The recent surge in the development of new technologies and analysis tools lends weight to that theory, and today we have numerous means to solve many of the complex engineering problems associated with the natural and built environments. Geotechnical properties of the subsurface material are needed for the expansion of the Panama Canal to be completed in 2015. Limited core, lithographic and stratigraphic data are available from the previous expansion phase that took place over 60 years ago. A trend to objectify the information about the condition of a structure is beginning to emerge: the development of tools to appraise and integrate data from sources of similar and dissimilar nature. The approach has been successful in segregating leached soils from soils with a high salt water content, thus providing an efficient screening tool when used in the early stages of the investigation process.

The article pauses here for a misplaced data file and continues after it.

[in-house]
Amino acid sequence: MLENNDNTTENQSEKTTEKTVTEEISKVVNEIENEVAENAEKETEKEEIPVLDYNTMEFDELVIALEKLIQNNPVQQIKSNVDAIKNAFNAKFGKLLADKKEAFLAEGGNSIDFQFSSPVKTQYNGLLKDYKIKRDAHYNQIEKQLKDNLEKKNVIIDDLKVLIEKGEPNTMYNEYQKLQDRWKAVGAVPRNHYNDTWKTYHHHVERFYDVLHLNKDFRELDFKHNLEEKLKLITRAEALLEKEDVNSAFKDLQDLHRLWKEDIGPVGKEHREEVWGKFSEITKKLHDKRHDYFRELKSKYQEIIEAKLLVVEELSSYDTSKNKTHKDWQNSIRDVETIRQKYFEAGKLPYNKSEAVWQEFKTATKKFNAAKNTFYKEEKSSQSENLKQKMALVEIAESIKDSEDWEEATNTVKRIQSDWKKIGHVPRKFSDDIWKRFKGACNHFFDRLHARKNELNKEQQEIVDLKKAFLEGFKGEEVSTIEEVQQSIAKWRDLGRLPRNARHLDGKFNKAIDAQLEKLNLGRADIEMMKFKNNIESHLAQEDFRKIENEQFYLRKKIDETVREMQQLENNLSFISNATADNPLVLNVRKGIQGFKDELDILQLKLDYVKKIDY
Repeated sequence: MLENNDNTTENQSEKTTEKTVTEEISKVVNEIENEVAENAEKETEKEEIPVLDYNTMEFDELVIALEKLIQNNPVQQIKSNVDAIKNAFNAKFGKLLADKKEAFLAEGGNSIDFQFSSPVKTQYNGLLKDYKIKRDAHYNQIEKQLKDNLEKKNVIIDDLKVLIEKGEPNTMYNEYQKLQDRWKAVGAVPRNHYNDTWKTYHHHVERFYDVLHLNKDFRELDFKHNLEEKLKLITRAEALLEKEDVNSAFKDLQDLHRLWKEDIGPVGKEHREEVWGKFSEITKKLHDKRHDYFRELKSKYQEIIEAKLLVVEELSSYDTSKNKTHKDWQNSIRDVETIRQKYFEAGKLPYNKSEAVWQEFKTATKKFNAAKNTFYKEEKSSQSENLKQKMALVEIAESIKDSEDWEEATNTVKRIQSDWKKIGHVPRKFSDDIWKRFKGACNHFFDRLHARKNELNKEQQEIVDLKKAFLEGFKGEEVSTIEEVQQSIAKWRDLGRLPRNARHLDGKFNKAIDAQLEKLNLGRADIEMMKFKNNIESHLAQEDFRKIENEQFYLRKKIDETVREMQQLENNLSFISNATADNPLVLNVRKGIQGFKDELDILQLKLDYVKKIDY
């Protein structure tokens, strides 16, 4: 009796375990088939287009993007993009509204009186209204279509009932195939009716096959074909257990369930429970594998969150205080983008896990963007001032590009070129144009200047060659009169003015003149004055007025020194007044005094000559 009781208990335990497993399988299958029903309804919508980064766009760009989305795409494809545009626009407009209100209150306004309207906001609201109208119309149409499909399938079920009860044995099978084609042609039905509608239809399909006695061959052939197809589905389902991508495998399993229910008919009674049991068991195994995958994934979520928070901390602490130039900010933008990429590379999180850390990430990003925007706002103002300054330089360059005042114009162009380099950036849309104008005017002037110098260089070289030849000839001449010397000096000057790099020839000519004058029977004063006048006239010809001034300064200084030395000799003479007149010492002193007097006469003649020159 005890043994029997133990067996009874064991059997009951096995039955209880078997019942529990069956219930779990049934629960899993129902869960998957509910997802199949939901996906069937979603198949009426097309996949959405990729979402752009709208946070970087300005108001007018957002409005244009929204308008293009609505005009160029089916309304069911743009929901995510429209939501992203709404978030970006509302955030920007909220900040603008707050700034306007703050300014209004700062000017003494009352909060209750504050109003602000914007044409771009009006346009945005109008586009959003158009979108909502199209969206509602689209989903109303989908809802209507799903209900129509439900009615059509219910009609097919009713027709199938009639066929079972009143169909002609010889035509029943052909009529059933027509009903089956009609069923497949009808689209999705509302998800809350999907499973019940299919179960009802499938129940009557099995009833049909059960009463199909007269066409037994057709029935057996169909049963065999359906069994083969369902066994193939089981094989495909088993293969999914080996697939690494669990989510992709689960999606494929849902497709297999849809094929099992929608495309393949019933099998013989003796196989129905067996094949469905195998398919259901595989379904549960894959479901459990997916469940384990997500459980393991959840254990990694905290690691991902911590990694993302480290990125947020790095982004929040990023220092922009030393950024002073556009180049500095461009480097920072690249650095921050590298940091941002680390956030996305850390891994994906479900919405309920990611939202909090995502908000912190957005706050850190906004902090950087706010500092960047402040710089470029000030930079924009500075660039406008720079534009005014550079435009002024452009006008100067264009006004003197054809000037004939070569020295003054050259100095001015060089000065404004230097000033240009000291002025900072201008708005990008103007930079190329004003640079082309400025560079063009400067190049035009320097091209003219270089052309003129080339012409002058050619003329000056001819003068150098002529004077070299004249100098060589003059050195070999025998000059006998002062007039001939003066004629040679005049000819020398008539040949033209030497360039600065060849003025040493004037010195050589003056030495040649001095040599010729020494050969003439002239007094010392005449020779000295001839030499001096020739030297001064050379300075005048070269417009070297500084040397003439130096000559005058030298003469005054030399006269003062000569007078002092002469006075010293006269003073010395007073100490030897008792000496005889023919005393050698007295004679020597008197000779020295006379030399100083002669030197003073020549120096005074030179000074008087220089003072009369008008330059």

|Original language||English (US)|
|Number of pages||3|
|Journal||Journal of Environmental and Engineering Geophysics|
|State||Published - Dec 2013|
ASJC Scopus subject areas
- Environmental Engineering
- Geotechnical Engineering and Engineering Geology